От добра добра не ищут.
Is its meaning the same as in
Лучшее - враг хорошего?
If not, are there any similar idioms in Russian which might clarify the meaning of the former phrase?
I would say that they have roughly the same meaning with some nuances.
"От добра добра не ищут" usually refers to a complete change, which is too risky (such as changing job, place of living, place of studying, citizenship, changing the key elements of business such as personality of the management, market target, basic design and so on)
"Лучшее враг хорошего" usually refers to to minor improvements which may be good taken separately but have tendency to never end because of newer and newer ideas appearing and hamper normal production process. This may also refer to never-ending reconstruction and other pursuits for perfection.
Нет, это не совсем одно и тоже.
Лучшее - враг хорошего - не сто́ит пытаться улучшить/доработать что-то, что уже работает хорошо. Чаще применяется к материальным вещам/процессам/технологиям, на которые можно легко повлиять и легко испортить, получив результат, обратный ожидаемому.
Yes, that was precisely the interpretation* by Leo Tolstoy: he even wrote a short fable to illustrate it:
Бежал заяц от собак и ушёл в лес. В лесу ему хорошо было, да уж много он страху набрался и хотел ещё лучше спрятаться. Стал искать, где поглуше место, и полез в чащу в овраге — и наскочил на волка. Волк схватил его. Видно, правда,— подумал заяц, что от добра добра искать не надо. Хотел лучше спрятаться и вовсе пропал. (Л. Н. Толстой)
A rabbit ran away from a dog, and hid in the woods. He was safe there, but because he was scared so much, he decided to look for an even better hiding place. He ran into the thickets in the ravine, and got caught by a wolf. That's when the rabbit understood that one shouldn't try improving what's good: he wanted to hid better, but got caught instead.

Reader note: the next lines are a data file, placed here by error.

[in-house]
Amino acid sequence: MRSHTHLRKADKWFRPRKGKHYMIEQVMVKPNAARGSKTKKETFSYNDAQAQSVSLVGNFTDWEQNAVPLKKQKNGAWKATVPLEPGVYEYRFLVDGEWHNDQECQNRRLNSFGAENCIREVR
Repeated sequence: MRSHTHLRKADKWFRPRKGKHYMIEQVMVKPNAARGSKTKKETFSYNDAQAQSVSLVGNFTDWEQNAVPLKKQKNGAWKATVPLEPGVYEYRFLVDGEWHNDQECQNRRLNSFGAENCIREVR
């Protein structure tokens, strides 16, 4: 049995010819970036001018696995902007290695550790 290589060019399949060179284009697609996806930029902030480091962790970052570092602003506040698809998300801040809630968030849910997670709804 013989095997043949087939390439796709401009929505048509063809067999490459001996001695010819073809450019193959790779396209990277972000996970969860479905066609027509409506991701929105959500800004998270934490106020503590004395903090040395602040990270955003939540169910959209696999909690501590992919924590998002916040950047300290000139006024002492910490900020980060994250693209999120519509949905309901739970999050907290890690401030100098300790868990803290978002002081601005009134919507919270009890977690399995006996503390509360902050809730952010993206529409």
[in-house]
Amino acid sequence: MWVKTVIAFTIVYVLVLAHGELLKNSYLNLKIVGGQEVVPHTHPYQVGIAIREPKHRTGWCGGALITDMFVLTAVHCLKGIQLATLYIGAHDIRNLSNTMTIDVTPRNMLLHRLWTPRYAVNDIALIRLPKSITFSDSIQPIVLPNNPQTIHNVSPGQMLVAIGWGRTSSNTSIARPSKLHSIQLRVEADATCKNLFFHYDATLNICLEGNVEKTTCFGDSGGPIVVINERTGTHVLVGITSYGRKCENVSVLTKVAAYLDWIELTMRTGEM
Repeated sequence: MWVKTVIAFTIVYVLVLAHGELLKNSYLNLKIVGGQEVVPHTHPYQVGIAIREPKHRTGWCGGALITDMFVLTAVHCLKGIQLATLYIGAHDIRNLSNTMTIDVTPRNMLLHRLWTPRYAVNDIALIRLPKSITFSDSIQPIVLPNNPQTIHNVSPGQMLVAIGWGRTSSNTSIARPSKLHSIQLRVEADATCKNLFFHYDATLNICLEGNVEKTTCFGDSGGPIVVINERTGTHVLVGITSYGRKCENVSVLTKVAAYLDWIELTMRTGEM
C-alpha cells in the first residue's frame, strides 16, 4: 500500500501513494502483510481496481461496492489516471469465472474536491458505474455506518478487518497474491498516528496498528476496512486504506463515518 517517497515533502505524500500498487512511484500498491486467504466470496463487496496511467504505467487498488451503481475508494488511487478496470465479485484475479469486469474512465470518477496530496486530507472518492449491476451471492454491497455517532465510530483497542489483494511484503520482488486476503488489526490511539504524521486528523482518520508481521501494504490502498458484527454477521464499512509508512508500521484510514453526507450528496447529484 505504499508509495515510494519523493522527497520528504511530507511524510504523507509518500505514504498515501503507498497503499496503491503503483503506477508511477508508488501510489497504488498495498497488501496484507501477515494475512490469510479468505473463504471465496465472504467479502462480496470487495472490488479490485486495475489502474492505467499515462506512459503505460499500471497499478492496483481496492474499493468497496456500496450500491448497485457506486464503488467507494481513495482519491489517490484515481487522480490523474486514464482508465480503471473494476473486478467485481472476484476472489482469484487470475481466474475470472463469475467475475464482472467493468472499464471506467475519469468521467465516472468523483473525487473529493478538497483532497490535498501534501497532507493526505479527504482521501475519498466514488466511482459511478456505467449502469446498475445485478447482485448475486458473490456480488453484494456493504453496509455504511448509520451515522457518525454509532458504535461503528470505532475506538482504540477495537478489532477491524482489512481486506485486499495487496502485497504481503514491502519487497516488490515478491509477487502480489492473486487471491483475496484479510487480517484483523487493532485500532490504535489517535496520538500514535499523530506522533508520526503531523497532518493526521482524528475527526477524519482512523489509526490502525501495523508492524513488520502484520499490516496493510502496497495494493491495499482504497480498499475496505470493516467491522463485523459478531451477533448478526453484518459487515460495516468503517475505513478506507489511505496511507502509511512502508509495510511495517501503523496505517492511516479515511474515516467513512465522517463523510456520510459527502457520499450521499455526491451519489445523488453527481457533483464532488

Pushkin's well-known "Видел я трех царей ..." quote suggests that his interpretation has been identical to that of Tolstoy, that giving up what's good in exchange for what you perceive to be even better may carry significant risks. This meaning is close to "Лучшее - враг хорошего", which translates as "Perfect is the enemy of good", though it is not entirely the same: it implies that the current state is definitely not perfect, and that it does not address the risk aspect of searching for the perfection, which may or may not exist.
I would not agree with other interpretations. You should first understand what is
искать добро. Which is similar to
seeking the truth. Now
от добра is different and means
having happy life,
having full house of goods. So comfort living will not make you the truth seeker. This may confuse if you think that
добро is used in same meaning twice, which is not exactly so. The context is normally mildly negative. It's like accusing someone (or self) of being lazy in a fancy philosophical way of saying.
I just realized you can say
with goods you won't seek for good in english.